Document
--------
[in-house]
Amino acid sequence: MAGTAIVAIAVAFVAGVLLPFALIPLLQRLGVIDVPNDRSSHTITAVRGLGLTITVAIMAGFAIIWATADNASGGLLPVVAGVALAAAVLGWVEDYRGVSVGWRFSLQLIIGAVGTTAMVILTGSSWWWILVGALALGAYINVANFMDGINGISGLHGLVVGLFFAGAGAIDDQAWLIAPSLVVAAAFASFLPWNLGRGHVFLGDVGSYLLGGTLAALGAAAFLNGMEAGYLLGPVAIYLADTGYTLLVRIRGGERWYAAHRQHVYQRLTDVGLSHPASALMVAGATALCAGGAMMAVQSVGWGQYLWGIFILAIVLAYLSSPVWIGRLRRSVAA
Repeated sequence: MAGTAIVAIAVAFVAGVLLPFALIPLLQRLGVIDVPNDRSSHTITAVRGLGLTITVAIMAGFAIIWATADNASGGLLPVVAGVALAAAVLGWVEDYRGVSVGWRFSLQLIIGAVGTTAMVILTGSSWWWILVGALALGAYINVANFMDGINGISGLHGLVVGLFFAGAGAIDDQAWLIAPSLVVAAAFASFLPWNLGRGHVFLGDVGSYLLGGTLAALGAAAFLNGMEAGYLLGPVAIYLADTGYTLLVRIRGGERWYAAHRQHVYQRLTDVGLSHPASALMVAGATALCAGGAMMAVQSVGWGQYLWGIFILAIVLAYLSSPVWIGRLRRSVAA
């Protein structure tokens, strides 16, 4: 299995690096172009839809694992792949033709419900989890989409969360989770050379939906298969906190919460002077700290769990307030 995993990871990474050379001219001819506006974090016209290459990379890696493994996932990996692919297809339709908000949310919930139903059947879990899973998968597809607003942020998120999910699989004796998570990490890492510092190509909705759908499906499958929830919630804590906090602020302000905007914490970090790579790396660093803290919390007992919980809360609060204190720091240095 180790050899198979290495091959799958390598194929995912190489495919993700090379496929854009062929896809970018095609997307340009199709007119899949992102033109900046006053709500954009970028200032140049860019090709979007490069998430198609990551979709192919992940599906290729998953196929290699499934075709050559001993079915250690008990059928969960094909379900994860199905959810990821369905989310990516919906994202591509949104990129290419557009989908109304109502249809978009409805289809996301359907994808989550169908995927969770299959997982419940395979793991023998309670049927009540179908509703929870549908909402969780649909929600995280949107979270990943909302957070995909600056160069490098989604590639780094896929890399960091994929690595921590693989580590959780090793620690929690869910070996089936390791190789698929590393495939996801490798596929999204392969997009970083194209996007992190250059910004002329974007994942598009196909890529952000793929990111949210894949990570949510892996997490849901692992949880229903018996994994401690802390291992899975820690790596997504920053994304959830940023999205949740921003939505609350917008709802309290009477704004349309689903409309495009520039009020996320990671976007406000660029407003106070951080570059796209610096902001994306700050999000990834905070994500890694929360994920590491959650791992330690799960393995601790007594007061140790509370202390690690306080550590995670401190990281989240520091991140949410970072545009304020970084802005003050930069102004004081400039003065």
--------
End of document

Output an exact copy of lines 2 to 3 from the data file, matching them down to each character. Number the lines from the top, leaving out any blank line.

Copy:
Amino acid sequence: MAGTAIVAIAVAFVAGVLLPFALIPLLQRLGVIDVPNDRSSHTITAVRGLGLTITVAIMAGFAIIWATADNASGGLLPVVAGVALAAAVLGWVEDYRGVSVGWRFSLQLIIGAVGTTAMVILTGSSWWWILVGALALGAYINVANFMDGINGISGLHGLVVGLFFAGAGAIDDQAWLIAPSLVVAAAFASFLPWNLGRGHVFLGDVGSYLLGGTLAALGAAAFLNGMEAGYLLGPVAIYLADTGYTLLVRIRGGERWYAAHRQHVYQRLTDVGLSHPASALMVAGATALCAGGAMMAVQSVGWGQYLWGIFILAIVLAYLSSPVWIGRLRRSVAA
Repeated sequence: MAGTAIVAIAVAFVAGVLLPFALIPLLQRLGVIDVPNDRSSHTITAVRGLGLTITVAIMAGFAIIWATADNASGGLLPVVAGVALAAAVLGWVEDYRGVSVGWRFSLQLIIGAVGTTAMVILTGSSWWWILVGALALGAYINVANFMDGINGISGLHGLVVGLFFAGAGAIDDQAWLIAPSLVVAAAFASFLPWNLGRGHVFLGDVGSYLLGGTLAALGAAAFLNGMEAGYLLGPVAIYLADTGYTLLVRIRGGERWYAAHRQHVYQRLTDVGLSHPASALMVAGATALCAGGAMMAVQSVGWGQYLWGIFILAIVLAYLSSPVWIGRLRRSVAA